Counter Investigations by Forensic Architecture named best design of 2018

Counter Investigations by Forensic Architecture © Mark Blower

Counter Investigations, an exhibition of work by Forensic Architecture, an independent research agency based at Goldsmiths University London, has been named the winner of the Beazley Designs of the Year 2018.

The agency works to uncover miscarriages of justice and international war crimes through the architectural analysis of imagery. From official news and smartphone footage to satellite images, minute clues and fragmentary evidence are painstakingly analysed to create full 3D reconstructions of events, allowing the team to verify disputed information.

Like a war crime CSI, Counter Investigations staged Forensic Architecture’s modes of analysis through the use of maps, screens, text, films and other evidence.

Forensic Architecture is also nominated for Tate Britain’s Turner Prize in 2018.

"In a field of such diversity and brilliance it is invidious to choose the 'best' but Forensic Architecture has invented a new paradigm in the search for the truth," says judge Robert Devereux, Chairman, The Conduit. "Their application of architectural skills to the re-creation of past events is extraordinarily innovative, intellectually rigorous and will make a significant contribution to justice. Their presentation at the ICA was stimulating, engaging and accessible."

Elsewhere, the Zeitz Museum of Contemporary Art Africa in Cape Town won the category for Architecture. The building strikingly repurposes a former grain silo made obsolete by containerised shipping.

For this post-industrial project, designer Thomas Heatherwick carved out a dramatic, skylit central atrium from within the original 42 tightly packed concrete silos to reveal startling geometries, while also converting them for gallery use. Faceted glass windows were also punched out of the building’s grading tower to create a kaleidoscopic effect.

 Zeitz MOCAA © Iwan Baan

Zeitz MOCAA © Iwan Baan

As well as being named the overall winner, Counter Investigations by Forensic Architecture was also the Digital category winner. In Fashion, costumes for The Royal Ballet production of Corybantic Games by Christopher Wheeldon scooped the category prize.

Womenswear designer Erdem Moralıoğlu created 24 costumes for a new ballet set to Leonard Bernstein’s Serenade, after Plato: Symposium. Inspired by the Classical Greek themes of the piece, Erdem juxtaposed armour-like ribbon detailing with ethereal sheer tutus, while the champagne-coloured satin bodices and careful pleating evoked the 1950s era of Bernstein’s original score.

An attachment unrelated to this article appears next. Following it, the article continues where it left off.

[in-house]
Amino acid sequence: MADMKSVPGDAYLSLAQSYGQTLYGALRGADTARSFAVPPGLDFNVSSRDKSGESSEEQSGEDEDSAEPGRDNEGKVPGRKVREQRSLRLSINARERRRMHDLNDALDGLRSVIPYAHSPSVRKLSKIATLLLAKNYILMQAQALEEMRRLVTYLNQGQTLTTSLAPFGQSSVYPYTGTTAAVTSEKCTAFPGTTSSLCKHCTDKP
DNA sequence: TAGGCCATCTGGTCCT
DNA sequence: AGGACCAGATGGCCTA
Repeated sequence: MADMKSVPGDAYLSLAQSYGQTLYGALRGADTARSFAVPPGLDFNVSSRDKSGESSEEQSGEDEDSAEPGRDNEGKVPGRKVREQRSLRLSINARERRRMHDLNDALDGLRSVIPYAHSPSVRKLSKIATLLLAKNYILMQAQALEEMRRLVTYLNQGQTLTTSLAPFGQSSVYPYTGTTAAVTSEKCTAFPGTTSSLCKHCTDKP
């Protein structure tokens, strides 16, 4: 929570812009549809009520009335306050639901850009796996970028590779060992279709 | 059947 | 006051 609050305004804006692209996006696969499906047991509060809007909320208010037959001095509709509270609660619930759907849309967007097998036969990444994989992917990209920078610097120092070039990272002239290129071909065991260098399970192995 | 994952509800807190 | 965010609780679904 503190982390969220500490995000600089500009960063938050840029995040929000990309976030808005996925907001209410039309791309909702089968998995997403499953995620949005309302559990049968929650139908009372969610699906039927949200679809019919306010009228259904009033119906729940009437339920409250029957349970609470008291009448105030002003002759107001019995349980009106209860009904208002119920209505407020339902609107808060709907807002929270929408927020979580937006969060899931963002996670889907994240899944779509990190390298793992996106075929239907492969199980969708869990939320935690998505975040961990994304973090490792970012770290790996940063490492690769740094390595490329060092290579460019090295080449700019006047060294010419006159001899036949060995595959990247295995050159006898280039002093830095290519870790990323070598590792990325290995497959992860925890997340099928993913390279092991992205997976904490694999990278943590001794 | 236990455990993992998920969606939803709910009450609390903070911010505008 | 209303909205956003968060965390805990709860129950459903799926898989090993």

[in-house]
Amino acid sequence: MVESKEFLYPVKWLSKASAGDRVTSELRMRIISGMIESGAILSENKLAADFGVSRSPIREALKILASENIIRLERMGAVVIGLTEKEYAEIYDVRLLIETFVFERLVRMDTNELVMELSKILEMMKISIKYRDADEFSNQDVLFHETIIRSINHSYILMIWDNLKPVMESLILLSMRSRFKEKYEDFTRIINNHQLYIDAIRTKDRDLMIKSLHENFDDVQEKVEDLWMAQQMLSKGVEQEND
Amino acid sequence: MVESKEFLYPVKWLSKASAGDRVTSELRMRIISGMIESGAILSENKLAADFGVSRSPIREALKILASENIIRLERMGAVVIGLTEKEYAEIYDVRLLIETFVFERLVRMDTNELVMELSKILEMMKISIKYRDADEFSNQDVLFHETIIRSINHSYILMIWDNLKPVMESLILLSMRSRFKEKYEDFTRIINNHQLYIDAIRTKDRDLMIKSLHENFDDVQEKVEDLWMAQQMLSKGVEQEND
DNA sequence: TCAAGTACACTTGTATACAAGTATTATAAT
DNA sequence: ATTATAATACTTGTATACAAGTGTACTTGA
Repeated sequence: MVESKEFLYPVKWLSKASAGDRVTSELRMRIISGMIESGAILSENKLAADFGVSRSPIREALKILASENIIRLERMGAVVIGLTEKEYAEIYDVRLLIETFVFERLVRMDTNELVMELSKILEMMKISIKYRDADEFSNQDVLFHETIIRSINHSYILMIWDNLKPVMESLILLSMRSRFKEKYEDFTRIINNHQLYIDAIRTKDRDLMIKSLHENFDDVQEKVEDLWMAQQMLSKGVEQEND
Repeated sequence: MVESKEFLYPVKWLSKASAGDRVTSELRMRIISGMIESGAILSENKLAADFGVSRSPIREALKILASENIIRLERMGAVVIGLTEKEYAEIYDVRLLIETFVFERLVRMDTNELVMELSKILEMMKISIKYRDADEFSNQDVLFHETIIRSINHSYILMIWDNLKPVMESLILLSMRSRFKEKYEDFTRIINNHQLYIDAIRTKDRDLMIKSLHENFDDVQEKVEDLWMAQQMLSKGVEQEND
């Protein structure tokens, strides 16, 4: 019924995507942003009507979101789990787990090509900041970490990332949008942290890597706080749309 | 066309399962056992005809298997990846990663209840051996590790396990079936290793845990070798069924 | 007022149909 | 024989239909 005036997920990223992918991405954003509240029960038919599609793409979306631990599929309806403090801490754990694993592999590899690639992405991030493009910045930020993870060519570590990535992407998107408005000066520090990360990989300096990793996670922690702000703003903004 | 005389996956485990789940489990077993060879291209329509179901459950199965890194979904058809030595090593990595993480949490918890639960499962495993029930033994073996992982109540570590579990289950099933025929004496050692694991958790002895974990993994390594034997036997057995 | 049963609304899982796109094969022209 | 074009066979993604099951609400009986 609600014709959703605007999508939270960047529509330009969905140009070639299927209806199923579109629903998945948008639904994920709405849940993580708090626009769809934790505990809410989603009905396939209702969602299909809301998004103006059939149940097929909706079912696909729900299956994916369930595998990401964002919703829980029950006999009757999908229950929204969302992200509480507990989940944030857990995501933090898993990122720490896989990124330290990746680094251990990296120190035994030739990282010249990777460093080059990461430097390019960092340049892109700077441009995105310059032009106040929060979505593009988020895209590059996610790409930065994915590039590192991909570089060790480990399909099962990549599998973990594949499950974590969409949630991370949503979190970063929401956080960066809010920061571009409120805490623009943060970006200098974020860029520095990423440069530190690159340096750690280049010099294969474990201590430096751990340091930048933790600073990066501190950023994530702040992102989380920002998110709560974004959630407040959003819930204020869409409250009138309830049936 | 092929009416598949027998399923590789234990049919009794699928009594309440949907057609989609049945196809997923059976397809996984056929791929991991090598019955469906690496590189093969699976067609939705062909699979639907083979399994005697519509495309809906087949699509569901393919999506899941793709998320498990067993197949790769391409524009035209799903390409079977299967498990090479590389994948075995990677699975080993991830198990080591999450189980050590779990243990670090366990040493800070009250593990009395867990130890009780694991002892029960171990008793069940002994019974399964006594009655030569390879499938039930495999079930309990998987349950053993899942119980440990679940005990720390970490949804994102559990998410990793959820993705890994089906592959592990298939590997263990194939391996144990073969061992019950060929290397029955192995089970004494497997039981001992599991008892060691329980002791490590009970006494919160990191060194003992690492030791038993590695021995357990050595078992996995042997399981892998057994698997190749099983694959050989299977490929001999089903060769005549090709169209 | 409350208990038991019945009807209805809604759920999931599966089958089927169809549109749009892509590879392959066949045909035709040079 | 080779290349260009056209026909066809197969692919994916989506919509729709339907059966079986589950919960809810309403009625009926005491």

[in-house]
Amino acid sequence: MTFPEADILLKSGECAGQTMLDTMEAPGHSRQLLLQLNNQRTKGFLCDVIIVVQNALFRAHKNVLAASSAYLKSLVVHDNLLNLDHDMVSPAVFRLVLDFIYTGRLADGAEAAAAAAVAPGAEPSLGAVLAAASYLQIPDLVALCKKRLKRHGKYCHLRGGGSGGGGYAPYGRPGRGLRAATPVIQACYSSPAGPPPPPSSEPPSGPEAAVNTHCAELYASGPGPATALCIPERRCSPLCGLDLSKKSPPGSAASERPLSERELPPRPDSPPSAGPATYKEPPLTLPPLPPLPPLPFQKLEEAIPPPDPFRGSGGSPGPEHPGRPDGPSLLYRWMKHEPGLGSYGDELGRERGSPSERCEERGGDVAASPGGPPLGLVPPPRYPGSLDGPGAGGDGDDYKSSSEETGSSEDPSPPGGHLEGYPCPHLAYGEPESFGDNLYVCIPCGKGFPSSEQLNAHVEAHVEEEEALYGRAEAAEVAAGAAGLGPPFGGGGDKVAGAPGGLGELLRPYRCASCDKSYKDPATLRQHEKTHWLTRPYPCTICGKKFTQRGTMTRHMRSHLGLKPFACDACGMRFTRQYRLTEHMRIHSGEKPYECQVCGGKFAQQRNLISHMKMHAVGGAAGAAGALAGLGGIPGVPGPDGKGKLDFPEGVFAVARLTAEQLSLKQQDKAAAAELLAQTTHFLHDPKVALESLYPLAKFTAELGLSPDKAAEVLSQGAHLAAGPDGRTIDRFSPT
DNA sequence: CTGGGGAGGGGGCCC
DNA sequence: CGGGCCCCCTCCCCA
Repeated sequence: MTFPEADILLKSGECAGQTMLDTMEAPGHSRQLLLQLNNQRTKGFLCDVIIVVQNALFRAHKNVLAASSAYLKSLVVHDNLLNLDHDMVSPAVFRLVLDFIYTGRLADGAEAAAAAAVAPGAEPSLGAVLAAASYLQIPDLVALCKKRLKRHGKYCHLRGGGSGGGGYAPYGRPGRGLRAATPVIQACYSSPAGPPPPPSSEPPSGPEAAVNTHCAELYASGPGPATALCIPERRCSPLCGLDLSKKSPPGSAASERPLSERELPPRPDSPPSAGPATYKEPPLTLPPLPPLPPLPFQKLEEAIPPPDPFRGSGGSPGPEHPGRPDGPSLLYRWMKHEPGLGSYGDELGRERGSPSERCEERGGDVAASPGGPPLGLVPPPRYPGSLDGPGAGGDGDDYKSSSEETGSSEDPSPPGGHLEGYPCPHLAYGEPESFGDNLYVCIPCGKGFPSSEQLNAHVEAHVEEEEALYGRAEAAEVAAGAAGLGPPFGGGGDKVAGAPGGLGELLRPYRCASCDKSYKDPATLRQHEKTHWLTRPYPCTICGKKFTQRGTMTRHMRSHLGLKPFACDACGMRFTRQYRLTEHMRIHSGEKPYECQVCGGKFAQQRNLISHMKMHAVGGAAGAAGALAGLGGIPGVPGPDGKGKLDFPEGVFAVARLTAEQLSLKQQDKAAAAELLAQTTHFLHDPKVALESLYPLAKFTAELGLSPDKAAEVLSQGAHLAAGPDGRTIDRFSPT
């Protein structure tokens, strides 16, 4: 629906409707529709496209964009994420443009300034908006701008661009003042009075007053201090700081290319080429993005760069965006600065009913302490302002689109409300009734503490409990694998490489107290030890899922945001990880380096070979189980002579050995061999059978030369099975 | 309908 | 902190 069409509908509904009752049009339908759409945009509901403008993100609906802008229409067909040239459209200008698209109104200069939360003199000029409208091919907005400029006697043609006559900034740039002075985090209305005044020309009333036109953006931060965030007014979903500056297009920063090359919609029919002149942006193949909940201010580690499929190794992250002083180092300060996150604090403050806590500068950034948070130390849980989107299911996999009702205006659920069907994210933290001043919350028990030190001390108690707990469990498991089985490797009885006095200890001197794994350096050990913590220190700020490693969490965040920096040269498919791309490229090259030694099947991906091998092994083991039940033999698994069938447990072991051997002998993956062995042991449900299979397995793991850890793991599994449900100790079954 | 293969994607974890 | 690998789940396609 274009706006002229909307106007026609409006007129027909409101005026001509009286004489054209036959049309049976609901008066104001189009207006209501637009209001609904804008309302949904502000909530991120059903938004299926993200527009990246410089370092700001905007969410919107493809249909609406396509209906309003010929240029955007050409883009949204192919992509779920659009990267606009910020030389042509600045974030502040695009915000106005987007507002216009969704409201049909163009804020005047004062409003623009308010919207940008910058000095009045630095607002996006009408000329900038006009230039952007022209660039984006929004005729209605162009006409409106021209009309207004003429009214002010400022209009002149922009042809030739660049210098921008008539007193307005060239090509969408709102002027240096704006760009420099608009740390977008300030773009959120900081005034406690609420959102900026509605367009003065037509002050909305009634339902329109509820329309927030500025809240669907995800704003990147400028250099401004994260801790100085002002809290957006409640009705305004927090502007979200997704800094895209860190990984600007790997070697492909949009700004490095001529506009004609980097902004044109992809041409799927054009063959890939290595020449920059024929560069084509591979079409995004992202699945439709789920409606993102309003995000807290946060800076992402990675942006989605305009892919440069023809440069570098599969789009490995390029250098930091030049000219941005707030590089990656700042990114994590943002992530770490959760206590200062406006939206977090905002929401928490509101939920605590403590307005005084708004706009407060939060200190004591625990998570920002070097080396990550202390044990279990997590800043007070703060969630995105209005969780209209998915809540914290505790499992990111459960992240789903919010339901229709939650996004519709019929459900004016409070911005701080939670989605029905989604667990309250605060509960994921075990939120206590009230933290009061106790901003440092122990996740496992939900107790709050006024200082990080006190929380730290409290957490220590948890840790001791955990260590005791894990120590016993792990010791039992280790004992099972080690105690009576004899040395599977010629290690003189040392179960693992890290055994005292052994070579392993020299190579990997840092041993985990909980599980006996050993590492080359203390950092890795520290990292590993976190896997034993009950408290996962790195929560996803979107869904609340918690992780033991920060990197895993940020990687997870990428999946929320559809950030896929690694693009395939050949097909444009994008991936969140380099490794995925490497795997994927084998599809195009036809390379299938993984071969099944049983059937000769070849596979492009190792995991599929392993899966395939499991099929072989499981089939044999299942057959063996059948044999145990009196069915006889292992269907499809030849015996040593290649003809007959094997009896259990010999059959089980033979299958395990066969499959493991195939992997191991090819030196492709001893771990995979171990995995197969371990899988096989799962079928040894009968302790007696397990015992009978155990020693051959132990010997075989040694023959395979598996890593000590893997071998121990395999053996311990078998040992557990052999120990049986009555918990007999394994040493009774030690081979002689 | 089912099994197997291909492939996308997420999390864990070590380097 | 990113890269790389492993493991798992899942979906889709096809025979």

Artists of The Royal Ballet © Andrej Uspenski

Artists of The Royal Ballet © Andrej Uspenski

For Graphics, the winner was Trash Isles for LADbible and Plastic Oceans Foundation – a campaign to declare the "Great Pacific Garbage Patch" a country.

An accumulation of plastic waste covering an area the size of France is currently floating in the Pacific Ocean – though little is being done to address it, as it occupies international waters. Involving the creation of a ‘national identity’, complete with passports, stamps and currency, the Trash Isles campaign was launched to enlist citizen-petitioners to persuade the United Nations to recognise the waterborne mass of debris as an official country, forcing the global community to deal with it as a member of the UN Environmental Charter.

Trash Isles

Trash Isles

Paperfuge won Product. The hand-powered centrifuge is made of string, plastic and paper, and can spin biological samples at thousands of revolutions per minute, separating pure plasma from whole blood.

This is a critical step in the diagnosis of infections such as malaria, HIV and tuberculosis. The device costs just 20 cents, weighs two grammes, and can easily be carried in a doctor’s pocket, making point-of-care diagnostics possible virtually anywhere.

Paperfuge

Paperfuge

The Transport winner was Falcon Heavy, a reusable rocket for commercial space travel by SpaceX.

On 6 February 2018, SpaceX successfully launched the world’s most powerful rocket, the Falcon Heavy. Capable of lifting 64,000 kilograms into low earth orbit, it is more than twice as powerful as its two main competitors. It is also considerably cheaper to launch than other rockets its size: among other reasons, its empty launch boosters are retrieved after lift-off for future use.

In addition, exhibition visitors voted for their favourite design in the exhibition gallery, and Surgibox, an operating theatre that fits into a backpack, received the most votes – winning Beazley Designs of the Year 2018 People's Choice.

Falcon Heavy

Falcon Heavy

SurgiBox

SurgiBox

The six category winners along with the further 81 other nominations are on display at the Design Museum until 6 January 2019. Find out more: designmuseumshop.com.